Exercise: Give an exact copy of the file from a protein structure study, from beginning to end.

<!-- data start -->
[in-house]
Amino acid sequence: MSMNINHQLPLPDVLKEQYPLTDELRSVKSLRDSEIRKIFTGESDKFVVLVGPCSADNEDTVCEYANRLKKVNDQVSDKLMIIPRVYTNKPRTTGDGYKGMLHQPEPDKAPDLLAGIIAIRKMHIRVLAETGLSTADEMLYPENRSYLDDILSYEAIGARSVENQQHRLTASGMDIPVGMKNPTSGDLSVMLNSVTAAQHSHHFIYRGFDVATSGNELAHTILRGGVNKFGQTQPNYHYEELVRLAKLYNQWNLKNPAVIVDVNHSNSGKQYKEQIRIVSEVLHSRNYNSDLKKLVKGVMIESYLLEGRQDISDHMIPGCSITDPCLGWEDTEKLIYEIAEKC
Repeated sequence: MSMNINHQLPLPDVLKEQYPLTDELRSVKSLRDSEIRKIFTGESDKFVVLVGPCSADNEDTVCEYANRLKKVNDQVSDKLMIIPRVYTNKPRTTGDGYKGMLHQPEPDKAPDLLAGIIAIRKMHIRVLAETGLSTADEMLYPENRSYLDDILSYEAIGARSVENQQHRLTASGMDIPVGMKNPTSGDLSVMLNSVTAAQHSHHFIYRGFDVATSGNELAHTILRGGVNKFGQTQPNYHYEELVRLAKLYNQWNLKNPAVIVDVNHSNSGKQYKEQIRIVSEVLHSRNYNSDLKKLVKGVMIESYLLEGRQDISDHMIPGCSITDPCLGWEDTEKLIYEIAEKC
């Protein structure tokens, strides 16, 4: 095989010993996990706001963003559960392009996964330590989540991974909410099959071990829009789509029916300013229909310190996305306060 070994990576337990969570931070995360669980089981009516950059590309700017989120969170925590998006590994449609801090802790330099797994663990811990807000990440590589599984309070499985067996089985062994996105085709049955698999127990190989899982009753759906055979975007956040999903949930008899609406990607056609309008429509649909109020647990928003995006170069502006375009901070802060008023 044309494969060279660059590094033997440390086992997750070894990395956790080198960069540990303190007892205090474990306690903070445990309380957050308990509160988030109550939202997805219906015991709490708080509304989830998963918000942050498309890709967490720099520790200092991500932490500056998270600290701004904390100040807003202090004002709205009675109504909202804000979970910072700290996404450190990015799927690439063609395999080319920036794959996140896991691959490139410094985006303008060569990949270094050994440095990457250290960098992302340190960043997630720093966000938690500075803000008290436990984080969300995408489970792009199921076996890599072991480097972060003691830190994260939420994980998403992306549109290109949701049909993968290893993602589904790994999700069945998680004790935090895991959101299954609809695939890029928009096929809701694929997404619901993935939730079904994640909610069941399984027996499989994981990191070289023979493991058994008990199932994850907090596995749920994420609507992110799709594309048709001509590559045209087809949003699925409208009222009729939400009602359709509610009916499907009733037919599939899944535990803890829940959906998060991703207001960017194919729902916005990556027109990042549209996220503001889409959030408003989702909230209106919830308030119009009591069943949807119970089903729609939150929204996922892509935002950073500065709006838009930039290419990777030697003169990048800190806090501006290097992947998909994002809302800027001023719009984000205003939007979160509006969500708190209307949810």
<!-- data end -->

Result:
[in-house]
Amino acid sequence: MSMNINHQLPLPDVLKEQYPLTDELRSVKSLRDSEIRKIFTGESDKFVVLVGPCSADNEDTVCEYANRLKKVNDQVSDKLMIIPRVYTNKPRTTGDGYKGMLHQPEPDKAPDLLAGIIAIRKMHIRVLAETGLSTADEMLYPENRSYLDDILSYEAIGARSVENQQHRLTASGMDIPVGMKNPTSGDLSVMLNSVTAAQHSHHFIYRGFDVATSGNELAHTILRGGVNKFGQTQPNYHYEELVRLAKLYNQWNLKNPAVIVDVNHSNSGKQYKEQIRIVSEVLHSRNYNSDLKKLVKGVMIESYLLEGRQDISDHMIPGCSITDPCLGWEDTEKLIYEIAEKC
Repeated sequence: MSMNINHQLPLPDVLKEQYPLTDELRSVKSLRDSEIRKIFTGESDKFVVLVGPCSADNEDTVCEYANRLKKVNDQVSDKLMIIPRVYTNKPRTTGDGYKGMLHQPEPDKAPDLLAGIIAIRKMHIRVLAETGLSTADEMLYPENRSYLDDILSYEAIGARSVENQQHRLTASGMDIPVGMKNPTSGDLSVMLNSVTAAQHSHHFIYRGFDVATSGNELAHTILRGGVNKFGQTQPNYHYEELVRLAKLYNQWNLKNPAVIVDVNHSNSGKQYKEQIRIVSEVLHSRNYNSDLKKLVKGVMIESYLLEGRQDISDHMIPGCSITDPCLGWEDTEKLIYEIAEKC
């Protein structure tokens, strides 16, 4: 095989010993996990706001963003559960392009996964330590989540991974909410099959071990829009789509029916300013229909310190996305306060 070994990576337990969570931070995360669980089981009516950059590309700017989120969170925590998006590994449609801090802790330099797994663990811990807000990440590589599984309070499985067996089985062994996105085709049955698999127990190989899982009753759906055979975007956040999903949930008899609406990607056609309008429509649909109020647990928003995006170069502006375009901070802060008023 044309494969060279660059590094033997440390086992997750070894990395956790080198960069540990303190007892205090474990306690903070445990309380957050308990509160988030109550939202997805219906015991709490708080509304989830998963918000942050498309890709967490720099520790200092991500932490500056998270600290701004904390100040807003202090004002709205009675109504909202804000979970910072700290996404450190990015799927690439063609395999080319920036794959996140896991691959490139410094985006303008060569990949270094050994440095990457250290960098992302340190960043997630720093966000938690500075803000008290436990984080969300995408489970792009199921076996890599072991480097972060003691830190994260939420994980998403992306549109290109949701049909993968290893993602589904790994999700069945998680004790935090895991959101299954609809695939890029928009096929809701694929997404619901993935939730079904994640909610069941399984027996499989994981990191070289023979493991058994008990199932994850907090596995749920994420609507992110799709594309048709001509590559045209087809949003699925409208009222009729939400009602359709509610009916499907009733037919599939899944535990803890829940959906998060991703207001960017194919729902916005990556027109990042549209996220503001889409959030408003989702909230209106919830308030119009009591069943949807119970089903729609939150929204996922892509935002950073500065709006838009930039290419990777030697003169990048800190806090501006290097992947998909994002809302800027001023719009984000205003939007979160509006969500708190209307949810």